PS Advisor July 1, 1998 Issue

PS Advisor 07/01/98

Encapsulated Keels
Our Cheoy Lee 35 has an encapsulated keel. A North Channel of Lake Huron piloting error a few years ago led us to discover that the contents of the keel capsule are by no means solid. Once holed, the hollow spaces in the keel capsule allowed the incoming water to test the integrity of the fiberglas seal between the keel and the boatís interior. The hull-to-keel seal on our boat failed that test and created an opportunity to exercise our damage control knowledge and our bilge pump capacity.

We drained the keel, patched the hole, reinforced the leading edge and bottom of the keel and have reglassed the leaking portions of the hull-to-keel seal. We are in the process of beefing up the hull-to-keel seal in the places where it is reasonably accessible. Unfortunately, getting at some of the seal would require complete removal of the head and the forward structural bulkhead. Not in this lifetime, thank you. Redundant high-capacity bilge pumping systems will have to suffice.

Our investigation of this problem found information that should be of interest to PS readers. First, our experience is not at all unusual. Often, an impact that is hard enough to rupture the keel capsule will flex the hull enough to loosen some of the hull-to-keel seal; usually at the leading or trailing edge of the keel. Second, the ballast found in encapsulated keels is often of nebulous origins. The good stuff includes lead shot and steel punchings. The other stuff may include sand, concrete or whatever the boat yard was trying to dispose of that week. (Knock three times if you are in there, Mr. Hoffa.) Many if not most boats with encapsulated keels will allow water to flow fairly freely from a hole in the capsule to the keel/hull seal. If that seal is not completely intact or has been ruptured by the force of the collision, water will enter the cabin.

If the seal holds, that may not be the end of it. We know of one instance where a grounding ruptured the keel capsule, however, that caused no leakage of water into the cabin. But over the next hour of sailing, the boat became more and more tender as lead shot poured out of the keel and was replaced by much lighter water.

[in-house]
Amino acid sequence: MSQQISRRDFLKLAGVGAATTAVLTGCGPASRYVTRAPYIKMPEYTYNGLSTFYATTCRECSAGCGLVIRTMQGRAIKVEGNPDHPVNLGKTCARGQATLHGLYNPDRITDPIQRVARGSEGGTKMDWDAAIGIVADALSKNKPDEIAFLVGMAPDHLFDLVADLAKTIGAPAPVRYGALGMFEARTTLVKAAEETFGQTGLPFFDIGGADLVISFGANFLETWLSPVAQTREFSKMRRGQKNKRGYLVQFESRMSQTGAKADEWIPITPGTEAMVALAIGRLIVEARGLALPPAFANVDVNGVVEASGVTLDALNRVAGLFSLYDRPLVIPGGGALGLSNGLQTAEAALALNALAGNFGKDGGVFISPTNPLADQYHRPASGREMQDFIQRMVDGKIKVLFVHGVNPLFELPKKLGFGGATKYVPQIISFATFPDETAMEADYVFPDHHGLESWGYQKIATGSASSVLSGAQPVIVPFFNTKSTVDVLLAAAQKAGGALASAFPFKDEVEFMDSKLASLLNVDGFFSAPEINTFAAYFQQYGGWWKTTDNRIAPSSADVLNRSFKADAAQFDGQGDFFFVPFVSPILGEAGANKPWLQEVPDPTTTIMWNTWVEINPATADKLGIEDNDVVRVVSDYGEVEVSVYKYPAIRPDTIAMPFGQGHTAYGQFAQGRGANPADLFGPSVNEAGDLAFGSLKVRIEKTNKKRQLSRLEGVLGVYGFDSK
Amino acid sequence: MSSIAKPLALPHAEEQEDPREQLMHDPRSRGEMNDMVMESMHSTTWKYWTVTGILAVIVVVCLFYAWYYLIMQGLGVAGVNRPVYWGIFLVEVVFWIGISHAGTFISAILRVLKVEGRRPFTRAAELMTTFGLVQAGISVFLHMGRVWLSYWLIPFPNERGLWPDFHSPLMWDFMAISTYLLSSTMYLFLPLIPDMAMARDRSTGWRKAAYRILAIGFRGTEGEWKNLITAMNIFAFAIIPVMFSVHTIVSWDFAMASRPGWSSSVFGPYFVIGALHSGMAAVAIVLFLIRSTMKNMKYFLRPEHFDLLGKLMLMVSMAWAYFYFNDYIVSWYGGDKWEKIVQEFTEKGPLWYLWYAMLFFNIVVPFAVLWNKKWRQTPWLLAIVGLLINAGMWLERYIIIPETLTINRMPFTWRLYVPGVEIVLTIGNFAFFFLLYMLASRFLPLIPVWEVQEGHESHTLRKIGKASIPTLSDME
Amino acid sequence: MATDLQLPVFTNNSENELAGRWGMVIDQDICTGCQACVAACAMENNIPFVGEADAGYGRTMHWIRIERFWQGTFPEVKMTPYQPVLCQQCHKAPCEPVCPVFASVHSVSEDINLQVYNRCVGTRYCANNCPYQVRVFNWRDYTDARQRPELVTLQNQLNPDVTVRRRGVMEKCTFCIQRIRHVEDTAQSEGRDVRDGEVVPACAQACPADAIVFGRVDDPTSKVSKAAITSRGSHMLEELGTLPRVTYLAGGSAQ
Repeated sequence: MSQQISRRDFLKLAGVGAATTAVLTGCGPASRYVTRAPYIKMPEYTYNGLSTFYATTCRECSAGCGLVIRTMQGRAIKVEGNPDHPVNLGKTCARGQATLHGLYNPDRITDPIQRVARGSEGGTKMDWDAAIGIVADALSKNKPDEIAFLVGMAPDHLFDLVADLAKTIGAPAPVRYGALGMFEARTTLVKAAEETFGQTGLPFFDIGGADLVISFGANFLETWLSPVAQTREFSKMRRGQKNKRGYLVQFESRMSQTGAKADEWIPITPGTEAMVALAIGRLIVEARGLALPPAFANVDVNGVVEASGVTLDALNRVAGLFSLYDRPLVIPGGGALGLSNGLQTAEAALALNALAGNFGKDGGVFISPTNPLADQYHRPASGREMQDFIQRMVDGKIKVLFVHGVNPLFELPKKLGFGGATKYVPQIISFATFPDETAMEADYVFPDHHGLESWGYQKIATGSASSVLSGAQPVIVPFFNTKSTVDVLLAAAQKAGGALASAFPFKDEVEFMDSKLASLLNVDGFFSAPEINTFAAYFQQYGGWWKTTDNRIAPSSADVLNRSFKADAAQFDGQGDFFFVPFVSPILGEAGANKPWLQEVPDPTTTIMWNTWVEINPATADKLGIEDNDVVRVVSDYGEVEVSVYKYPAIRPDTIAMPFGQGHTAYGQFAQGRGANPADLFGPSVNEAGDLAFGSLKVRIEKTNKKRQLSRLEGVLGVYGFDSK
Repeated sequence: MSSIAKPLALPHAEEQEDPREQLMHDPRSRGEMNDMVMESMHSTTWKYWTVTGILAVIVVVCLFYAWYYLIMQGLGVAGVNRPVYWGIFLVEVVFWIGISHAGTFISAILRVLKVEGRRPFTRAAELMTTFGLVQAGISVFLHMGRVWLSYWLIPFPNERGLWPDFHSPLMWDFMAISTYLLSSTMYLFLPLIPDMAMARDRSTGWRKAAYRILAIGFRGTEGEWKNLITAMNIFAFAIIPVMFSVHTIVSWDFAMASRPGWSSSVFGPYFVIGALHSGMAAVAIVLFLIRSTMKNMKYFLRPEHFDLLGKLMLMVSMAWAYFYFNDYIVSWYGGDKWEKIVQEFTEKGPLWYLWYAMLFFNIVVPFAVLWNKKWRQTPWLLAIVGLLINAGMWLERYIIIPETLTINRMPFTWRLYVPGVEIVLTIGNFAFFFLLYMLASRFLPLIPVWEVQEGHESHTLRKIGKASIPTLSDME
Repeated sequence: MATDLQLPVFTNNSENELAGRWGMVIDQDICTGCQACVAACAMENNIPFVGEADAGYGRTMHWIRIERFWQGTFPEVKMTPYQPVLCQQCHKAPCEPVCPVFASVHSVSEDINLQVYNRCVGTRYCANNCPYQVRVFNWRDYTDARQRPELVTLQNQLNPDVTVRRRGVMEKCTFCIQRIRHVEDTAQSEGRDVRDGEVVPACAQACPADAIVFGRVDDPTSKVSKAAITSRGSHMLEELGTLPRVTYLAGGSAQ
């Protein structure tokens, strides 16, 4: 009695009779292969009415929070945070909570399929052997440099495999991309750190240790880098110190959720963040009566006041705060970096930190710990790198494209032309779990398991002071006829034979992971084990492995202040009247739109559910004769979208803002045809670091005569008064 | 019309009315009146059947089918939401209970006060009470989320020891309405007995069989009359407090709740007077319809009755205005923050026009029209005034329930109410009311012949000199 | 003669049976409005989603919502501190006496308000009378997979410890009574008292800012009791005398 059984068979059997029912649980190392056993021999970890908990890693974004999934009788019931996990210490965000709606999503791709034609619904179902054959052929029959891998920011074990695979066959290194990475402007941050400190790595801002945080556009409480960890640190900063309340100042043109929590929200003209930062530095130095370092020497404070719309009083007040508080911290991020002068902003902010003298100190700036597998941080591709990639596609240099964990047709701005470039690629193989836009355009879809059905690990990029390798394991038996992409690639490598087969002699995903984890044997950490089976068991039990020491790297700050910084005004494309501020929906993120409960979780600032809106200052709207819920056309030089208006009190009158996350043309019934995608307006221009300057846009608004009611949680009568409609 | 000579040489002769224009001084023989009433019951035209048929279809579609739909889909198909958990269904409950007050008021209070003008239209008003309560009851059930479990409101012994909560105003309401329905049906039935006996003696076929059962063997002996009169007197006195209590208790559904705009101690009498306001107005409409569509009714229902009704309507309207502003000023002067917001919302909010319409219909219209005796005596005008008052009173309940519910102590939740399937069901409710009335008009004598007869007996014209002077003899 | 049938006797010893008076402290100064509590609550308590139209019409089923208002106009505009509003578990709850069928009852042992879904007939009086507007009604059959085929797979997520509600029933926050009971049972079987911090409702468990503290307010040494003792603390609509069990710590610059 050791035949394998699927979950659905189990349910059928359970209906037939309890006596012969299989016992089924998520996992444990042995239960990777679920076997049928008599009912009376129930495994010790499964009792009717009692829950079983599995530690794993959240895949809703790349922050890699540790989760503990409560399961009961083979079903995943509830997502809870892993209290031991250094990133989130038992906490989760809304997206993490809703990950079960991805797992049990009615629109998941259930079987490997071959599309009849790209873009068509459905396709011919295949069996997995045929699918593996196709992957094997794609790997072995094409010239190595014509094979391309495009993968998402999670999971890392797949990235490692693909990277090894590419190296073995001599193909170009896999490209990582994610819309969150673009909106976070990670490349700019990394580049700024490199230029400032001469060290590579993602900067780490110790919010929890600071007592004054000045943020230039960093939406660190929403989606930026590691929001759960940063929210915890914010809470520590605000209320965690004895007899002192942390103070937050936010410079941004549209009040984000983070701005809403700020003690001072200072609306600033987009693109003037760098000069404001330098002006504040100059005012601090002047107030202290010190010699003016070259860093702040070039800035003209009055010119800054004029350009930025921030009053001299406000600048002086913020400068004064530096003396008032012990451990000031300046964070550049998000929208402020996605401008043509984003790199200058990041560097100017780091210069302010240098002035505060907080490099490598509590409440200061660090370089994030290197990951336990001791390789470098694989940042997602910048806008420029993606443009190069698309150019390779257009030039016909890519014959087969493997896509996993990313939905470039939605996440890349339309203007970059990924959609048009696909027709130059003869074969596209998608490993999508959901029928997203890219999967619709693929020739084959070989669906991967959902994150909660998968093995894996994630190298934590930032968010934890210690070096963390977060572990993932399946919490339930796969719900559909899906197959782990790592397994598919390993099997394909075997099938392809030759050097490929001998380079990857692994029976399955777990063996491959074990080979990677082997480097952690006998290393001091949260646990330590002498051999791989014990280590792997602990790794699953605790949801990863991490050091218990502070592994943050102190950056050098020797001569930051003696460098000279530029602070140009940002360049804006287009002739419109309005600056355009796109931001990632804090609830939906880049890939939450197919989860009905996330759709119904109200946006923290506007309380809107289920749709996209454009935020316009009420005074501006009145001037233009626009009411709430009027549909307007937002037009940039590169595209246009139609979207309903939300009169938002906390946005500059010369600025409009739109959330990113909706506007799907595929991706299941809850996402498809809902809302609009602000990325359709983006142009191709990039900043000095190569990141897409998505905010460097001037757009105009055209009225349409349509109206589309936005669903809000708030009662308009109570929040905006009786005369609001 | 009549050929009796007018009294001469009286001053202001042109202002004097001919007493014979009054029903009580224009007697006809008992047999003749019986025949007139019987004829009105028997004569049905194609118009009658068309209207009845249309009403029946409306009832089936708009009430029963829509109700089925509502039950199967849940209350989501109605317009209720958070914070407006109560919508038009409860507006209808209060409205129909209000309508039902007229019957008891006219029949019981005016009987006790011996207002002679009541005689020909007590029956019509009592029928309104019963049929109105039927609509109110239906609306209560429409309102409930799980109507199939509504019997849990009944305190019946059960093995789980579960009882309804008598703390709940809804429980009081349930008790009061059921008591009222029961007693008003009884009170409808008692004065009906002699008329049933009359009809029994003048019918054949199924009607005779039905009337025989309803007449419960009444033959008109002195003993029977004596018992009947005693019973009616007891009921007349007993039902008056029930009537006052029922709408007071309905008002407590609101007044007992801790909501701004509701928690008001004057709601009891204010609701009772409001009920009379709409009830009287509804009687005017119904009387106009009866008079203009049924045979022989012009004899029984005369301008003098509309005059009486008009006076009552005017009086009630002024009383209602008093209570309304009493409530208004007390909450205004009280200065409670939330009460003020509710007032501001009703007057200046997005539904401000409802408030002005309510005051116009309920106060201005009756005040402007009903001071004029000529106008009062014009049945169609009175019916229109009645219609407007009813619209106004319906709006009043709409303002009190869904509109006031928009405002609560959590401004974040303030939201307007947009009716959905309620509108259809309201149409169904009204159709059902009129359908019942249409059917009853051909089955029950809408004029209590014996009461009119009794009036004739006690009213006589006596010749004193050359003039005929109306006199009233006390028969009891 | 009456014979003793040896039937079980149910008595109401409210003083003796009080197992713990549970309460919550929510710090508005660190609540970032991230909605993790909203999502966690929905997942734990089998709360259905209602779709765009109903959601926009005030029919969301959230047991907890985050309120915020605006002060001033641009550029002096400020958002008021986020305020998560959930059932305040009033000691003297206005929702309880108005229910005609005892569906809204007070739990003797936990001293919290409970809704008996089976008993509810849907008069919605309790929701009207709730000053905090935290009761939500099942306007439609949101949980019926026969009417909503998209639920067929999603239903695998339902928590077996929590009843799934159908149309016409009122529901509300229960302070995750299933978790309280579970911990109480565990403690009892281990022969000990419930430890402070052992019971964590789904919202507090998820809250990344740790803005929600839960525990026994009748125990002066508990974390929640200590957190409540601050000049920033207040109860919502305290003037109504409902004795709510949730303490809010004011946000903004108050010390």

What we need is a cure. Is there a way of injecting something into the keel that will solidify its contents? Is that a stupid idea? Wouldnít curing epoxy get too hot? How about hydraulic cement? Itís got to be wet inside there, right?

Randall Tumblin
Orange Park, Florida

You raise interesting issues about encapsulated keels. We had a similar experience with a Pearson Vanguard. We hit a rock in Narraganset Bay rather lightly and didnít worry about it because no water entered the cabin. In fact, we didnít even know there was a hole in the keel.

During the next haulout, however, we saw that a hole of about 4"-6" in diameter had been made in the lower, leading edge of the keel, the usual location. It also became apparent that the boat had been holed there before and poorly repaired as unwetted pieces of fiberglass fell apart and chunks of Bondo or some other filler fell out. Worse, water continued to weep out of the hole. After grinding away the fractured fiberglass, enlarging the hole considerably, we discovered that the builder had wedged sheets of balsa coring on either side of the lead, which, fortunately, was one piece. The balsa was soaked and it took more than a month before it dried sufficiently to effect the repair to the hole. Indeed, a number of times when the weeping stopped we thought it had dried. Weíd laminate the first plies of new fiberglass over the hole, only to return the next day to find water seeping through the repair and the resin uncured.

A proper repair requires feathering the hole so that the overlap of old and new fiberglass is about 12 times the thickness (for a 1" thick hull, the largest pieces of new fiberglass would overlap about 12"). Behind the patch we had fashioned a hardwood block that wedged against the lead.

When we finished, we drill several holes high in the cavity and poured (as best we recall) polyester resin into the cavity. We didnít attempt to fill it, but wanted to add something to the backside of the wood used to reinforce the hole patch. There was no problem after that, but we donít know how effective these measures were.

Polyester resin does get hot, but epoxy resin no. Depending on the volume, it could be expensive to fill the entire cavity, but perhaps worth the attempt if lead shot were at large. (We donít like the idea of shot and other loose pieces drifting around in the cavity. Nor do we like concrete, which tends to get mushy after prolonged immersion in water). And, the insides should be as dry as possible or the resin may not kick properly. This could require drilling drain holes at the keel bottom and maybe even larger windows along the sides to air it out before the repair is completed.

Suggestions are welcome from readers.

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